This is my review of “A Glass of Blessings” by Barbara Pym.
With her coolly ironic appraisal of well-heeled middle-class life in 1950s London, Wilmet Forsyth could be a reincarnation of Jane Austen. Married to Rodney, a conventional civil servant slipping prematurely into a dull rut of middle age, who feels that it reflects badly on a man if his wife works, Wilmet has no children, plenty of domestic help, and so has too much time on her hands. A situation which was commonplace amongst young middle-class women fifty years ago sounds dated and odd now, indicating how much life has changed.
Wilmet is made to seem more appealing by her humorous self-deprecation: imagining the two local clergymen in need of home help attempting to boil eggs she concludes, “I wondered if they would know what to do if they cracked. I never did myself”. Wilmet is a mass of contradictions. Her religious piety seems like a social habit acquired alongside her elegant dress-sense, her liking for good food and wine, and her disapproval of men in duffel coats and women wearing nail varnish. She seems untroubled over having a husband and mother-in-law who are “non-believers”, and shows a broad-minded tolerance to acquaintances who turn out to be kleptomaniac, or living in a gay relationship at a time when this was still illegal. Her religion does not prevent her from basking in the admiration of her best friend Rowena’s husband, and playing potentially dangerous games with the intriguing Piers Longridge, Rowena’s possibly disreputable brother with a hint of the ne’er-do-well.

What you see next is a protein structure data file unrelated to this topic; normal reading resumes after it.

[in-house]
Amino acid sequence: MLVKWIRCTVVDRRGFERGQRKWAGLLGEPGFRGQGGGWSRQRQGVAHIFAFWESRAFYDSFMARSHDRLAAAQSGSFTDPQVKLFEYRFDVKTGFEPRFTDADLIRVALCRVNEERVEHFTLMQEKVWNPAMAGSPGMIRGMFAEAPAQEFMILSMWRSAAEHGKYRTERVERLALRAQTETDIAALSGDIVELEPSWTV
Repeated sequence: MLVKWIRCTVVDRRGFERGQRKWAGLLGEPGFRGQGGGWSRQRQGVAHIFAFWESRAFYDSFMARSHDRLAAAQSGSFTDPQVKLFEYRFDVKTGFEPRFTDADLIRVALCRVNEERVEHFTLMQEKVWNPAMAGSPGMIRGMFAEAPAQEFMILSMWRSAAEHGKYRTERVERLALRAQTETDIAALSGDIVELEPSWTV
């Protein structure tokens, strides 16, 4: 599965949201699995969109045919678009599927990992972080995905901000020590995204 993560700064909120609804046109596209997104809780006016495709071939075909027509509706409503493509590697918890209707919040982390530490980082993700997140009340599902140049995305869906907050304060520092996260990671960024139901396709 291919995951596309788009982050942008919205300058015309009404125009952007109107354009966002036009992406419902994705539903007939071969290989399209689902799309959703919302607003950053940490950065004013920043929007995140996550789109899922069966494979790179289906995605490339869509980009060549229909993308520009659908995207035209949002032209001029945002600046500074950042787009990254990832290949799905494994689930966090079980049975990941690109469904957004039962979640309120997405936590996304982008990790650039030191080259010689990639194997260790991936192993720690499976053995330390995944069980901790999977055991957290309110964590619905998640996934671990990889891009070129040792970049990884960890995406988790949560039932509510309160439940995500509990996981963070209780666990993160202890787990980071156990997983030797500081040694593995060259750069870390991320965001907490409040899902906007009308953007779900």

On the surface, this is an entertaining read if one can avoid feeling irritated or in the case of younger readers even offended by the total lack of political correctness: the snobbish class-consciousness with its sense of entitlement and privilege; the stereotyping of working class characters; sexism and intimations of racism- although no one belongs to an ethnic minority to put this to the test. I am fascinated by this type of novel which recreates the sense of a past way of life, to some extent parodying it, but with the writer herself a product of the period, unconsciously voicing accepted prejudices of her society.
Barbara Pym was an Oxford graduate, who never married, despite many close relationships with men, and who earned her own living apart from writing novels. Although she is too subtle to make it explicit, she portrays Wilmet as an intelligent woman who does not fulfil her potential because of the attitudes of the society in which she has been raised. Publishers were apparently reluctant to print Pym’s novels which even at the time were considered old-fashioned. Yet in her lifetime, she was considered underestimated as an author, who remains worth reading not merely for her clear, pithy style and wit, but also for the poignancy and depth of observation of human nature which lie beneath the surface.